Material Chart


#1

Would it be possible to get a material chart for etching and cutting published to the forum? This would help us to determine the time and materials that we can use.

Example           etching per square inch(area)           Cutting per time for 1 inch length(per thickness/power)(radius)
plastic ABS           1 minute                                         1/8 inch(30 sec @ 50% power ); 1/4 thick (45 sec @ 75% power)
wood (pine)           45 seconds                                    1/8 inch(60 sec @ 50% power ); 1/4 thick (90 sec @ 75% power)
Cardboard           30 seconds                                      1/8 inch thick(15 sec @ 50% power ); 1/4 thick (20 sec @ 55% power)

~ EDITED to make it easier to read.


#2

I would say that it is not possible.

The time taken to cut a job depends highly on the job itself. If everything is vector cuts, then the job will go very quickly. If you have a bunch of Raster engraves, it will take a long time.

If you are cutting a single continuous line, the job will be very quick. If you are cutting many small individual parts which are spread around the work material, and you did not optimize your tool-path motion, the job will take ages.

Further… what you need in order to cut a material is a specific amount of energy. That energy is determined by the amount of time spent on location and the setting of the laser. So at one speed you can cut your thin material with 10% power, but at a higher speed you can only cut the material with 70% power, and at some speed you barely manage to cut while using 100% power.

Why do you choose specific speed/power settings? Level of detail, and end result of laser after-effects on the material. If you actually WANT to have a burn mark around the cuts or engraves, you should probably move slow. If you will be turning lots of corners rapidly, you REALLY want to move slow. The edge finish on certain plastics may be terrible at half speed full power, but phenomenal at half power full speed…


#3

I suppose at some point there will be a list SIMILAR to that, but generally not necessary since it will be saved on the cloud. As you experiment, I think you can save pre-sets as well for certain materials/jobs.


#4

There probably won’t be any presets, because the variation between e.g. two similar looking sheets of plywood can be infinite. Like, one sheet will be really quick, and the other impossible, and many values in between.

You will be able to create your own presets, and we’ll have performance characteristics for materials we sell.


#5

I’ve been thinking a lot about the software and how I’d like to interact with it. Hopefully, there will be a way to take a design and adapt it to various materials with a minimum of effort.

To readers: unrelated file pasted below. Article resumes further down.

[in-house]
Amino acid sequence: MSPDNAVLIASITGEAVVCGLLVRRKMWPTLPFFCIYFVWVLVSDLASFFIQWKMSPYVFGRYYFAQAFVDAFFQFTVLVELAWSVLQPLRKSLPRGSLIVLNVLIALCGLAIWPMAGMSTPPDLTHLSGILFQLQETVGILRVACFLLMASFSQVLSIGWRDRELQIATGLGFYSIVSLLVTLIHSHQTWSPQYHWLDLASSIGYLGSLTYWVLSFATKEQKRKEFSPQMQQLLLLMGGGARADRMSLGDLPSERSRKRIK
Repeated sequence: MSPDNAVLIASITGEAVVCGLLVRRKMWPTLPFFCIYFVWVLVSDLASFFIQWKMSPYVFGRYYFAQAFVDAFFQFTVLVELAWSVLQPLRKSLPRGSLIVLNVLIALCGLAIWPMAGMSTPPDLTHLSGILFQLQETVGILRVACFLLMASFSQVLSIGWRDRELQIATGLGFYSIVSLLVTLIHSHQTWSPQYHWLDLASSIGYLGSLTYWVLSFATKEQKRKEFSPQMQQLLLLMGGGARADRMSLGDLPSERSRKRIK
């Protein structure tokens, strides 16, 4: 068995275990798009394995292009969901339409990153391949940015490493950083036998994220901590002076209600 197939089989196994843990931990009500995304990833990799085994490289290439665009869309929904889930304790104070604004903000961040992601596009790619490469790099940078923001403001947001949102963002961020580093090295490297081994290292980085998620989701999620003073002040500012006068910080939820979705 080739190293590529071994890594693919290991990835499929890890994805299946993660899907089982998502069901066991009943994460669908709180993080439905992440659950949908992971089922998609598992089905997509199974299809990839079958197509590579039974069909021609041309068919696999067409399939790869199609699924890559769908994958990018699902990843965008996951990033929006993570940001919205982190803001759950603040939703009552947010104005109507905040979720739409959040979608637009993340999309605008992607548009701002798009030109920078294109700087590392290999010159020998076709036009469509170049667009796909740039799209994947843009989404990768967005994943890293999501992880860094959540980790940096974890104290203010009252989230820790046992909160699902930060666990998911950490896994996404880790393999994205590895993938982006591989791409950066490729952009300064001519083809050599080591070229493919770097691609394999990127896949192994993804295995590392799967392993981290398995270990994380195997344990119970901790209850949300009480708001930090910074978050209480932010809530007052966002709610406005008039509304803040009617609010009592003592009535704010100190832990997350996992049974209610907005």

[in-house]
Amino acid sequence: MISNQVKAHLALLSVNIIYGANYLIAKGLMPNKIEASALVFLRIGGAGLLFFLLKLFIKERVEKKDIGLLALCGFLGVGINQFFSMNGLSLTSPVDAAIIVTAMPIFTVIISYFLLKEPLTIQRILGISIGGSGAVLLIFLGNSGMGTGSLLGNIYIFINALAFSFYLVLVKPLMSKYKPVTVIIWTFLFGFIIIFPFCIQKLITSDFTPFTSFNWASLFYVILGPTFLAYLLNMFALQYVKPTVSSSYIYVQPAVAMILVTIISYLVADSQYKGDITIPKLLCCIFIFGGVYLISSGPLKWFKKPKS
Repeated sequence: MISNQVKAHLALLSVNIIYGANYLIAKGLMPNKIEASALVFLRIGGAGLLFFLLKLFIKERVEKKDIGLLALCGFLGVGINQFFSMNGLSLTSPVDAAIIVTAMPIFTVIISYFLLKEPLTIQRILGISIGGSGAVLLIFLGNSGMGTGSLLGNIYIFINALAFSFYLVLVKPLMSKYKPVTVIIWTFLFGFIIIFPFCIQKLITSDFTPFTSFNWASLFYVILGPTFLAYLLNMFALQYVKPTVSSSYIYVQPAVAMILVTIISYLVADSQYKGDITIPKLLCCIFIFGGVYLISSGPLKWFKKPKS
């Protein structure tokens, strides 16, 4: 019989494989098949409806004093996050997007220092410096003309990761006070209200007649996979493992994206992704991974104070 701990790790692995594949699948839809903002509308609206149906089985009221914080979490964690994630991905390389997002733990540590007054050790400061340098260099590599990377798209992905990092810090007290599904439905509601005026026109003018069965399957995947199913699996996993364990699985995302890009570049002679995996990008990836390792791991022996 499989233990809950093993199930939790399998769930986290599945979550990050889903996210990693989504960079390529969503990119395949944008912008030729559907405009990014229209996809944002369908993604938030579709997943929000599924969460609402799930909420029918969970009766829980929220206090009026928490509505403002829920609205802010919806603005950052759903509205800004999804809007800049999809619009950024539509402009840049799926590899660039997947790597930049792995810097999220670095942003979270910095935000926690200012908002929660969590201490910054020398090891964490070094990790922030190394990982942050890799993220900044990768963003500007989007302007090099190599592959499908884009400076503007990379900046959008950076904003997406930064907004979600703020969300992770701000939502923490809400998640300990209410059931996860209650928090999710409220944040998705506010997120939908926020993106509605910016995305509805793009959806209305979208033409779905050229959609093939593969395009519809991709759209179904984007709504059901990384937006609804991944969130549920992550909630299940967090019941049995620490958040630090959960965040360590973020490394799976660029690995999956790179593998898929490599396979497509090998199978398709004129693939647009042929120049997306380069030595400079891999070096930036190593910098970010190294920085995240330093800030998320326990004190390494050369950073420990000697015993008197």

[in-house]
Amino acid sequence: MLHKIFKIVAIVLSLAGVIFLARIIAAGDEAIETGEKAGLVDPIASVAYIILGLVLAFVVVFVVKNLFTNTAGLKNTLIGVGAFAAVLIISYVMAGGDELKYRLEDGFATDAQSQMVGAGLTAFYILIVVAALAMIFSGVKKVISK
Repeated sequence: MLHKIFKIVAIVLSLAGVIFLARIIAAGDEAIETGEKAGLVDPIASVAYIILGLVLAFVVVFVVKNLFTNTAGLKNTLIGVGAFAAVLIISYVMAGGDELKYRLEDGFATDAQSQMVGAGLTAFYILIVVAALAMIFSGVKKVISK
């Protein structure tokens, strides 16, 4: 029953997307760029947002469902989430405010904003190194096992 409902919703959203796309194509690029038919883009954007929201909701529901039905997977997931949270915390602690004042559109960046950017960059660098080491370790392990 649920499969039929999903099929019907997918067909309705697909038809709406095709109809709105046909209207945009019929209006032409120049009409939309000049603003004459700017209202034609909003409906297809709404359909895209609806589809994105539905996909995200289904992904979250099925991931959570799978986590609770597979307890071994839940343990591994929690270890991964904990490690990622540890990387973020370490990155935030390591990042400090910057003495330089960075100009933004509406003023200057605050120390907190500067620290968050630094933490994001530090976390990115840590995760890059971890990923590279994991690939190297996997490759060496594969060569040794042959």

For example, if we collectively define a red line as a vector cut, but then individual users may further define the speed and power values of “vector cut” per material, we’d all be able to easily cut the same design in different materials without altering the source file.


#6

Many of the responses have been about cutting power/speed. But do note the original poster was asking about time.

I mostly point this out in case anyone with a lot of laser experience is able to give any ballparks for him to work with.


#7

Thank you @jacobturner. I think I made this to complicated of a question. I am seeking this for logistics. This does not need to be an exact. The chart could be GF material only. I have placed custom laser cutting and etching jobs in the past, although is was quite a few years ago. the cost of the jobs were determined by etching per square inch and cutting per inch were how they determined the time it would take to complete the job. If I am not mistaken, GF appears to doing the same thing to show when a job will be complete.

As for raster images. Assume everything is vector.
I was thinking this is something people will need access to outside of the printer. My two reason are below.

  1. we are a maker space and we will need to schedule time on the GF. Having our members calculate the area of an item and the percentage of the area etch will give you one time. Calculating the radius of an item will give the length of the cutting. (I could keep going on this. )

  2. we are planning to go onsite to schools to be part of their STEM programs. We will have different amount of time with each class. There will be times were we can print one item and be fine. But their will be times where we would want all the kids of take something. So knowing this information would allow us to schedule the appropriate about of time.


#8

While useless to you right now, once the software is available, you can just load your cut into the software, and it will give you a time approximation. Do not click the “Send to Forge” button, and you will just have an estimate of time.


#9

For very rough approximations, figure 400mm/min for 1/8" materials, and engraving at 8000mm/min, with a selectible number of lines per inch but where 100 is adequate. (I don’t remember what we’re actually using right now).

Yes, I know, we can’t keep our metric/standard units straight.